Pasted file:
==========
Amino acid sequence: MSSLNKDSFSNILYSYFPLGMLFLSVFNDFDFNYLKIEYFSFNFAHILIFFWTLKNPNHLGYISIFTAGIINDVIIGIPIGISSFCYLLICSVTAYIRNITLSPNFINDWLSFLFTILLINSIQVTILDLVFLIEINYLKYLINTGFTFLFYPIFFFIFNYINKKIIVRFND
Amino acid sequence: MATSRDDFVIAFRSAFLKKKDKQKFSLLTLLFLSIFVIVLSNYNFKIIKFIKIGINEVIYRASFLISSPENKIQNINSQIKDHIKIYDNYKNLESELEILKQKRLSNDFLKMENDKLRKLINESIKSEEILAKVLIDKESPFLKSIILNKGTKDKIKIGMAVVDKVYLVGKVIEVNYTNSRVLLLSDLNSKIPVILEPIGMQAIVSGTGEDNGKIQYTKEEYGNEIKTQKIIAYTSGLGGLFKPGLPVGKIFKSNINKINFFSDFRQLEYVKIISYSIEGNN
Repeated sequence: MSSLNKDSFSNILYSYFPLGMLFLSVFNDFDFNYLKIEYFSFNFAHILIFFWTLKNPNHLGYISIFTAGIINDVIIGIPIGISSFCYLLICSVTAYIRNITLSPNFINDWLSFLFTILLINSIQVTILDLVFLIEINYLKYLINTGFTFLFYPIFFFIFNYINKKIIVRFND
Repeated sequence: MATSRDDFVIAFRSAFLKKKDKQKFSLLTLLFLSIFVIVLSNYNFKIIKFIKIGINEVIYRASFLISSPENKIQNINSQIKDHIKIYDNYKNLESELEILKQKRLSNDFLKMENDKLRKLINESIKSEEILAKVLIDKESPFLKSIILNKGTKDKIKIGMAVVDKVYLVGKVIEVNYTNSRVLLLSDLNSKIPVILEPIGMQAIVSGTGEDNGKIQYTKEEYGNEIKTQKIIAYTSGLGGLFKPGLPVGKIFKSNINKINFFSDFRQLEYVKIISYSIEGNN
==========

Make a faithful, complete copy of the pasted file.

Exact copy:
Amino acid sequence: MSSLNKDSFSNILYSYFPLGMLFLSVFNDFDFNYLKIEYFSFNFAHILIFFWTLKNPNHLGYISIFTAGIINDVIIGIPIGISSFCYLLICSVTAYIRNITLSPNFINDWLSFLFTILLINSIQVTILDLVFLIEINYLKYLINTGFTFLFYPIFFFIFNYINKKIIVRFND
Amino acid sequence: MATSRDDFVIAFRSAFLKKKDKQKFSLLTLLFLSIFVIVLSNYNFKIIKFIKIGINEVIYRASFLISSPENKIQNINSQIKDHIKIYDNYKNLESELEILKQKRLSNDFLKMENDKLRKLINESIKSEEILAKVLIDKESPFLKSIILNKGTKDKIKIGMAVVDKVYLVGKVIEVNYTNSRVLLLSDLNSKIPVILEPIGMQAIVSGTGEDNGKIQYTKEEYGNEIKTQKIIAYTSGLGGLFKPGLPVGKIFKSNINKINFFSDFRQLEYVKIISYSIEGNN
Repeated sequence: MSSLNKDSFSNILYSYFPLGMLFLSVFNDFDFNYLKIEYFSFNFAHILIFFWTLKNPNHLGYISIFTAGIINDVIIGIPIGISSFCYLLICSVTAYIRNITLSPNFINDWLSFLFTILLINSIQVTILDLVFLIEINYLKYLINTGFTFLFYPIFFFIFNYINKKIIVRFND
Repeated sequence: MATSRDDFVIAFRSAFLKKKDKQKFSLLTLLFLSIFVIVLSNYNFKIIKFIKIGINEVIYRASFLISSPENKIQNINSQIKDHIKIYDNYKNLESELEILKQKRLSNDFLKMENDKLRKLINESIKSEEILAKVLIDKESPFLKSIILNKGTKDKIKIGMAVVDKVYLVGKVIEVNYTNSRVLLLSDLNSKIPVILEPIGMQAIVSGTGEDNGKIQYTKEEYGNEIKTQKIIAYTSGLGGLFKPGLPVGKIFKSNINKINFFSDFRQLEYVKIISYSIEGNN